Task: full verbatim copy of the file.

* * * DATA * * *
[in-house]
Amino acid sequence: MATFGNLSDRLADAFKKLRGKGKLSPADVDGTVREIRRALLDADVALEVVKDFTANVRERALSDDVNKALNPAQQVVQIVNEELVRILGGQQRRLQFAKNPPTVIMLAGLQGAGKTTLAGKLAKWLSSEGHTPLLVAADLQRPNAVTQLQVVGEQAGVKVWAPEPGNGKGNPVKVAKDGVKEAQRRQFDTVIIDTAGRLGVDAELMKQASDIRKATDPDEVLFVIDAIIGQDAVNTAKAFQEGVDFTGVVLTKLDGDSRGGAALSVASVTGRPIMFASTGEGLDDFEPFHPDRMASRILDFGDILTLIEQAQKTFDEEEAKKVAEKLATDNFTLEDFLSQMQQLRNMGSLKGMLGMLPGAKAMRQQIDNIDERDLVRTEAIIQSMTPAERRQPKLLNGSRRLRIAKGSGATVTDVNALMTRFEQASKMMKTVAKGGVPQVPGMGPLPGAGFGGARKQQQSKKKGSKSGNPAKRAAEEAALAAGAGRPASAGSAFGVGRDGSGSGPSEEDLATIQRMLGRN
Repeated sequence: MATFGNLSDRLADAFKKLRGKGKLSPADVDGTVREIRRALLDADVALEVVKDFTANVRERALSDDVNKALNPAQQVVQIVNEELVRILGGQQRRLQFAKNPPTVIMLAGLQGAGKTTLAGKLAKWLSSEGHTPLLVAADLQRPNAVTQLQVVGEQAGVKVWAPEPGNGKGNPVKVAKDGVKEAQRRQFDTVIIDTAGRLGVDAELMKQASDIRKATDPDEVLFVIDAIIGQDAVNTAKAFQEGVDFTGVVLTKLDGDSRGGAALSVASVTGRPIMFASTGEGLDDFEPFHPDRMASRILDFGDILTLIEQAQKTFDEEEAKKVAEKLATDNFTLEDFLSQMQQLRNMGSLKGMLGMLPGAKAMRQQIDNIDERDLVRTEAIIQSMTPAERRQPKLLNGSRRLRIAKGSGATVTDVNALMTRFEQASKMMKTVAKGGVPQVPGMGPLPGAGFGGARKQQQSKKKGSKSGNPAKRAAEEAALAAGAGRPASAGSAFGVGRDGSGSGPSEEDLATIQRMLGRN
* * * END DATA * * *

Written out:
[in-house]
Amino acid sequence: MATFGNLSDRLADAFKKLRGKGKLSPADVDGTVREIRRALLDADVALEVVKDFTANVRERALSDDVNKALNPAQQVVQIVNEELVRILGGQQRRLQFAKNPPTVIMLAGLQGAGKTTLAGKLAKWLSSEGHTPLLVAADLQRPNAVTQLQVVGEQAGVKVWAPEPGNGKGNPVKVAKDGVKEAQRRQFDTVIIDTAGRLGVDAELMKQASDIRKATDPDEVLFVIDAIIGQDAVNTAKAFQEGVDFTGVVLTKLDGDSRGGAALSVASVTGRPIMFASTGEGLDDFEPFHPDRMASRILDFGDILTLIEQAQKTFDEEEAKKVAEKLATDNFTLEDFLSQMQQLRNMGSLKGMLGMLPGAKAMRQQIDNIDERDLVRTEAIIQSMTPAERRQPKLLNGSRRLRIAKGSGATVTDVNALMTRFEQASKMMKTVAKGGVPQVPGMGPLPGAGFGGARKQQQSKKKGSKSGNPAKRAAEEAALAAGAGRPASAGSAFGVGRDGSGSGPSEEDLATIQRMLGRN
Repeated sequence: MATFGNLSDRLADAFKKLRGKGKLSPADVDGTVREIRRALLDADVALEVVKDFTANVRERALSDDVNKALNPAQQVVQIVNEELVRILGGQQRRLQFAKNPPTVIMLAGLQGAGKTTLAGKLAKWLSSEGHTPLLVAADLQRPNAVTQLQVVGEQAGVKVWAPEPGNGKGNPVKVAKDGVKEAQRRQFDTVIIDTAGRLGVDAELMKQASDIRKATDPDEVLFVIDAIIGQDAVNTAKAFQEGVDFTGVVLTKLDGDSRGGAALSVASVTGRPIMFASTGEGLDDFEPFHPDRMASRILDFGDILTLIEQAQKTFDEEEAKKVAEKLATDNFTLEDFLSQMQQLRNMGSLKGMLGMLPGAKAMRQQIDNIDERDLVRTEAIIQSMTPAERRQPKLLNGSRRLRIAKGSGATVTDVNALMTRFEQASKMMKTVAKGGVPQVPGMGPLPGAGFGGARKQQQSKKKGSKSGNPAKRAAEEAALAAGAGRPASAGSAFGVGRDGSGSGPSEEDLATIQRMLGRN